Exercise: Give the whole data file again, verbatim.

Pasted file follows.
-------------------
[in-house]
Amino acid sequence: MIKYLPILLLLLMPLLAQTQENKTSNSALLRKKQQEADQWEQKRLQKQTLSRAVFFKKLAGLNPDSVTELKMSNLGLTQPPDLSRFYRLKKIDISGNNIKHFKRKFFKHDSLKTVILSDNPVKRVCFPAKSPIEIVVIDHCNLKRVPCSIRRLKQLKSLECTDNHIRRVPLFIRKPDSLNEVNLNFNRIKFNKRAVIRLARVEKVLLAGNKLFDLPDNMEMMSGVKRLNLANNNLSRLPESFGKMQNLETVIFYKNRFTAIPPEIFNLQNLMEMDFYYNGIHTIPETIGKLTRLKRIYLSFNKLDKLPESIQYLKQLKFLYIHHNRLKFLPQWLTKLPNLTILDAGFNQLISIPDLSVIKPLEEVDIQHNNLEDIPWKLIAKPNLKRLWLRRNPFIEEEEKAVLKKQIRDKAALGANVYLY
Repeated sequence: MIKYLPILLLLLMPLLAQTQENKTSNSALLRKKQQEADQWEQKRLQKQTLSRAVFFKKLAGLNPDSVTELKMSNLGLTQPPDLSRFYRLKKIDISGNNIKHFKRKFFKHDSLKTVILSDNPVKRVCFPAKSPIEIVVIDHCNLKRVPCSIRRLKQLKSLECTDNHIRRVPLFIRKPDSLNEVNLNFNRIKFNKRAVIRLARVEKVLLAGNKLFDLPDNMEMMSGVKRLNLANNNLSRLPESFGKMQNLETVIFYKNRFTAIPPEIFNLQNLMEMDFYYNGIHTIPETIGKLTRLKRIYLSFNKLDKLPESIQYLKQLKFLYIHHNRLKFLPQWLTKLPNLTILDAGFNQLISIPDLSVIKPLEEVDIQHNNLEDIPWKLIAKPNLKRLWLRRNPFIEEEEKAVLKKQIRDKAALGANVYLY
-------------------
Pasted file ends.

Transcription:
[in-house]
Amino acid sequence: MIKYLPILLLLLMPLLAQTQENKTSNSALLRKKQQEADQWEQKRLQKQTLSRAVFFKKLAGLNPDSVTELKMSNLGLTQPPDLSRFYRLKKIDISGNNIKHFKRKFFKHDSLKTVILSDNPVKRVCFPAKSPIEIVVIDHCNLKRVPCSIRRLKQLKSLECTDNHIRRVPLFIRKPDSLNEVNLNFNRIKFNKRAVIRLARVEKVLLAGNKLFDLPDNMEMMSGVKRLNLANNNLSRLPESFGKMQNLETVIFYKNRFTAIPPEIFNLQNLMEMDFYYNGIHTIPETIGKLTRLKRIYLSFNKLDKLPESIQYLKQLKFLYIHHNRLKFLPQWLTKLPNLTILDAGFNQLISIPDLSVIKPLEEVDIQHNNLEDIPWKLIAKPNLKRLWLRRNPFIEEEEKAVLKKQIRDKAALGANVYLY
Repeated sequence: MIKYLPILLLLLMPLLAQTQENKTSNSALLRKKQQEADQWEQKRLQKQTLSRAVFFKKLAGLNPDSVTELKMSNLGLTQPPDLSRFYRLKKIDISGNNIKHFKRKFFKHDSLKTVILSDNPVKRVCFPAKSPIEIVVIDHCNLKRVPCSIRRLKQLKSLECTDNHIRRVPLFIRKPDSLNEVNLNFNRIKFNKRAVIRLARVEKVLLAGNKLFDLPDNMEMMSGVKRLNLANNNLSRLPESFGKMQNLETVIFYKNRFTAIPPEIFNLQNLMEMDFYYNGIHTIPETIGKLTRLKRIYLSFNKLDKLPESIQYLKQLKFLYIHHNRLKFLPQWLTKLPNLTILDAGFNQLISIPDLSVIKPLEEVDIQHNNLEDIPWKLIAKPNLKRLWLRRNPFIEEEEKAVLKKQIRDKAALGANVYLY